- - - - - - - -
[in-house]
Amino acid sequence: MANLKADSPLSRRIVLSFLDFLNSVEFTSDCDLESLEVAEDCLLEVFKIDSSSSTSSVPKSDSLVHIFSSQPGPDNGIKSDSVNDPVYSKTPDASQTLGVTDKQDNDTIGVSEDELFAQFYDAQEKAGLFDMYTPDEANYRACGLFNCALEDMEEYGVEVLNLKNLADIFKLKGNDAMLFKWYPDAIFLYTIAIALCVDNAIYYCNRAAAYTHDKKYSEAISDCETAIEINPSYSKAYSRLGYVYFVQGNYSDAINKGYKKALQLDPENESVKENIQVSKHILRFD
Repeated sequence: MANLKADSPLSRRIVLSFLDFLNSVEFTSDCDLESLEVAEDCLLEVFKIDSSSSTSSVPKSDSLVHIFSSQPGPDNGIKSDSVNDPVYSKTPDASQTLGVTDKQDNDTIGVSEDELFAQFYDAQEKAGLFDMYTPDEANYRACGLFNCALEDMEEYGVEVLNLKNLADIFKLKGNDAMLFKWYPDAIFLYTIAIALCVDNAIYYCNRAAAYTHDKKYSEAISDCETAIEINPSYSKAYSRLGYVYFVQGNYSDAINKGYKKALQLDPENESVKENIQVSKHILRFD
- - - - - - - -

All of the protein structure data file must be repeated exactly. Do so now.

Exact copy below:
[in-house]
Amino acid sequence: MANLKADSPLSRRIVLSFLDFLNSVEFTSDCDLESLEVAEDCLLEVFKIDSSSSTSSVPKSDSLVHIFSSQPGPDNGIKSDSVNDPVYSKTPDASQTLGVTDKQDNDTIGVSEDELFAQFYDAQEKAGLFDMYTPDEANYRACGLFNCALEDMEEYGVEVLNLKNLADIFKLKGNDAMLFKWYPDAIFLYTIAIALCVDNAIYYCNRAAAYTHDKKYSEAISDCETAIEINPSYSKAYSRLGYVYFVQGNYSDAINKGYKKALQLDPENESVKENIQVSKHILRFD
Repeated sequence: MANLKADSPLSRRIVLSFLDFLNSVEFTSDCDLESLEVAEDCLLEVFKIDSSSSTSSVPKSDSLVHIFSSQPGPDNGIKSDSVNDPVYSKTPDASQTLGVTDKQDNDTIGVSEDELFAQFYDAQEKAGLFDMYTPDEANYRACGLFNCALEDMEEYGVEVLNLKNLADIFKLKGNDAMLFKWYPDAIFLYTIAIALCVDNAIYYCNRAAAYTHDKKYSEAISDCETAIEINPSYSKAYSRLGYVYFVQGNYSDAINKGYKKALQLDPENESVKENIQVSKHILRFD